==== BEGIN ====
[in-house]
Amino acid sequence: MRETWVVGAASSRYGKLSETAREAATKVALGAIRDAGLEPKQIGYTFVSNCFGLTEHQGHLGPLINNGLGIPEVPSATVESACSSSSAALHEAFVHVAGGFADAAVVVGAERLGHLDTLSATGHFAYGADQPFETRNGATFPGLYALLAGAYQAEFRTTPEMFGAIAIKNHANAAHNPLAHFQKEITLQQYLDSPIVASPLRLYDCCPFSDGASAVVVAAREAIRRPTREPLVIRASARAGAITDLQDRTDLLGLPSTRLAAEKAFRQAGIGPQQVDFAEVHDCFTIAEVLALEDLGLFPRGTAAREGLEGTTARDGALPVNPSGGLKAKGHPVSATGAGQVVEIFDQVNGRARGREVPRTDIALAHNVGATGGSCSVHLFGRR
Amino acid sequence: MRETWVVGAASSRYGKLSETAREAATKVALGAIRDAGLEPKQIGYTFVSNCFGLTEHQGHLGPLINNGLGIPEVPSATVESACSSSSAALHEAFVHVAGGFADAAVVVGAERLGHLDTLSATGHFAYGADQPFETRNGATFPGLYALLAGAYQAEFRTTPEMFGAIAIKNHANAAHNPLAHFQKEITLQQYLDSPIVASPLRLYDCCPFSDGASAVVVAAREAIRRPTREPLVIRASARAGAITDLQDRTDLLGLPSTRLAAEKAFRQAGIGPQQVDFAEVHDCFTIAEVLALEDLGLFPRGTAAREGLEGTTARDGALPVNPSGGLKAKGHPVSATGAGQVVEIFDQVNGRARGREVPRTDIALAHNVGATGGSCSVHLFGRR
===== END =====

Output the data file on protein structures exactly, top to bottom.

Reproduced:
[in-house]
Amino acid sequence: MRETWVVGAASSRYGKLSETAREAATKVALGAIRDAGLEPKQIGYTFVSNCFGLTEHQGHLGPLINNGLGIPEVPSATVESACSSSSAALHEAFVHVAGGFADAAVVVGAERLGHLDTLSATGHFAYGADQPFETRNGATFPGLYALLAGAYQAEFRTTPEMFGAIAIKNHANAAHNPLAHFQKEITLQQYLDSPIVASPLRLYDCCPFSDGASAVVVAAREAIRRPTREPLVIRASARAGAITDLQDRTDLLGLPSTRLAAEKAFRQAGIGPQQVDFAEVHDCFTIAEVLALEDLGLFPRGTAAREGLEGTTARDGALPVNPSGGLKAKGHPVSATGAGQVVEIFDQVNGRARGREVPRTDIALAHNVGATGGSCSVHLFGRR
Amino acid sequence: MRETWVVGAASSRYGKLSETAREAATKVALGAIRDAGLEPKQIGYTFVSNCFGLTEHQGHLGPLINNGLGIPEVPSATVESACSSSSAALHEAFVHVAGGFADAAVVVGAERLGHLDTLSATGHFAYGADQPFETRNGATFPGLYALLAGAYQAEFRTTPEMFGAIAIKNHANAAHNPLAHFQKEITLQQYLDSPIVASPLRLYDCCPFSDGASAVVVAAREAIRRPTREPLVIRASARAGAITDLQDRTDLLGLPSTRLAAEKAFRQAGIGPQQVDFAEVHDCFTIAEVLALEDLGLFPRGTAAREGLEGTTARDGALPVNPSGGLKAKGHPVSATGAGQVVEIFDQVNGRARGREVPRTDIALAHNVGATGGSCSVHLFGRR